The time is 1917, the place Zurich, the stage is the Opera House of the Kennedy Center, and the play is "Travesties," by Tom Stoppard. Four characters are discussing art.
Tristan Tzara, who defines the meaning of art to include poems created by drawing words out of a hat, explains Dadaism: "I am the natural enemy of bourgeois art and the natural ally of the political left, but the odd thing about revolution is that the further left you go politically, the more bourgeois they like their art."
Lenin says: "The freedom of the bourgeois writer, artist or actor is simply disguised dependence on the moneybag, on corruption, on prostitution. Socialist literature and art will be free because the ideas of socialism and sympathy with the working people, instead of greed and careerism, will bring new forces to its ranks."
James Joyce declares: "An artist is a magician put among men to gratify - capriciously - their urge for immortality . . . What now of the Trojan War if it had been passed over by the artist's touch? Dust. A forgotten expedition prompted by Greek merchants looking for new markets. A minor redistribution of broken pots.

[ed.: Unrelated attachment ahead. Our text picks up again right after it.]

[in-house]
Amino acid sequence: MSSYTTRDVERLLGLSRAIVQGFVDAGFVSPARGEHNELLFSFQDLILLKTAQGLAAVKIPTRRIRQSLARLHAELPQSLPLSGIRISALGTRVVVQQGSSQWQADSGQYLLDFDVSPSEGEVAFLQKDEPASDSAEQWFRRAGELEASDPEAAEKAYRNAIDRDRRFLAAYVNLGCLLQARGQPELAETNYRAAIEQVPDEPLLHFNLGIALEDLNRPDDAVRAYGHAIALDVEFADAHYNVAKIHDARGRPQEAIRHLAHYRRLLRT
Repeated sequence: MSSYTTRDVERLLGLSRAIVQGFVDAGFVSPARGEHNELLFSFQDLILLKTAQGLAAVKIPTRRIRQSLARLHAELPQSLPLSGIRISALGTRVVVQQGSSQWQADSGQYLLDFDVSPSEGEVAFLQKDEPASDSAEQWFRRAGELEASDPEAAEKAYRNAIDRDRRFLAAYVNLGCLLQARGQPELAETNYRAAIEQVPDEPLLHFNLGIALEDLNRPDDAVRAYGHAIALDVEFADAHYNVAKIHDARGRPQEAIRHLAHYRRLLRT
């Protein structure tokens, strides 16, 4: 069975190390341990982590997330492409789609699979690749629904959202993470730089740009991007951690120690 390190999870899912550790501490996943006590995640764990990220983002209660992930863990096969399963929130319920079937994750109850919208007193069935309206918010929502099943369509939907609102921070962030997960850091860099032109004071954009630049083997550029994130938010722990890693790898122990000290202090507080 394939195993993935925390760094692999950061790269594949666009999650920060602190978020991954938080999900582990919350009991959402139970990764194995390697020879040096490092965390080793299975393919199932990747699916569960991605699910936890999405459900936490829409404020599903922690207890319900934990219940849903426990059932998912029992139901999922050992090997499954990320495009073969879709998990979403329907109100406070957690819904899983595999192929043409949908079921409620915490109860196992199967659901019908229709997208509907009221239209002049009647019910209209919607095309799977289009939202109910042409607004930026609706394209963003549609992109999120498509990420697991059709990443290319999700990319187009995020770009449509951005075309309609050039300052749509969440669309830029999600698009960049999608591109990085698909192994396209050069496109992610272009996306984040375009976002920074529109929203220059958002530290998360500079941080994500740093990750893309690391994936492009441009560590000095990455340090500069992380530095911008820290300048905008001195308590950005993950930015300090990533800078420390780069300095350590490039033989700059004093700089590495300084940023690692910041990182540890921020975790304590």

Henry Carr, a subordinate British civil servant, reaches for a definition that will be, at least, just: "An artist is someone who is gifted in some way that enables him to do something more or less well which can only be done badly or not at all by someone who is not thus gifted."
These characters actually once existed and were in Zurich during World War I, but their meetings and words are all imagined by Stoppard in the [WORD ILLEGIBLE] production of "Travesties." Stoppard further enlivens his action through four characters who introduce themselves through limericks. He reworks phrases and scenes from "The Importance of Being Ernest," by Oscar Wilde, whom his Joyce describes as "an Irish Gomorrahist." He turns that comedy's Gwendolyn-Cecily meeting into a duet to the tune of "Oh Mr. Gallagher, Oh Mr. Sheen." Scenes recur, first developed as Carr wanted them to be, then as they happened, more or less.